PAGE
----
The death toll from a measles epidemic in Samoa rose to 32 on Tuesday as infection rates continue to soar out of control in the Pacific island nation, official data showed.
According to government figures, 28 of the dead were children aged four or under. The total number of measles cases was 2,437.
Samoa has declared a state of emergency but overstretched medical services are struggling to contain the outbreak, which has been exacerbated by the country's low vaccination rates.
The number of cases has risen five-fold in the past week and fatalities have more than tripled, despite the government launching a compulsory vaccination programme.
A total of 57,000 people in the nation of 200,000 have been vaccinated in recent weeks but Prime Minister Tuilaepa Malielegaoi said every citizen needed to be vaccinated.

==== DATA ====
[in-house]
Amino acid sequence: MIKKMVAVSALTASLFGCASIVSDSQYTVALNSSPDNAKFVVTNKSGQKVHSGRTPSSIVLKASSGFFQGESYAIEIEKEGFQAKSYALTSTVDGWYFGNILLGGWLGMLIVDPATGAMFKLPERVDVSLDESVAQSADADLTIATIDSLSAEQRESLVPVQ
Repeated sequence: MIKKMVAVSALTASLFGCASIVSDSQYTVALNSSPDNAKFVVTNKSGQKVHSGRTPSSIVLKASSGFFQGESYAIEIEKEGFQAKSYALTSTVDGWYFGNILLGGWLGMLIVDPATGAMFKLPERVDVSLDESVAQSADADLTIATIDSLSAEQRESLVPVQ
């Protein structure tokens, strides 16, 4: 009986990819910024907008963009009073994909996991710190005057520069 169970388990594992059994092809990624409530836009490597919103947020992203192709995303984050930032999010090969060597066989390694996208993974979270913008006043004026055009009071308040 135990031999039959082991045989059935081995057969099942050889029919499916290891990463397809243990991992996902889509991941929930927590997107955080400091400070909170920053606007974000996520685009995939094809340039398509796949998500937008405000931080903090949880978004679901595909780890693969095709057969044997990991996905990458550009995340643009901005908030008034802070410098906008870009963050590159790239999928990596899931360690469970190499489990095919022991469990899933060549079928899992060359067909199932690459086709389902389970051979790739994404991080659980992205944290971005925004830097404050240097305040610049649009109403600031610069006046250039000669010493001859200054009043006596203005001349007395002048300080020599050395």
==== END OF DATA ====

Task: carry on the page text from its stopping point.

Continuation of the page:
"We have come a long way in a matter of days but there is more to done," he said late Monday.
"We cannot afford to relax our response until everyone is vaccinated."
Children are the most vulnerable to measles, which typically causes a rash and fever but can also lead to brain damage and death.
Schools and kindergartens have been closed and children have been banned from public gatherings, such as church services, to minimise the risk of contagion.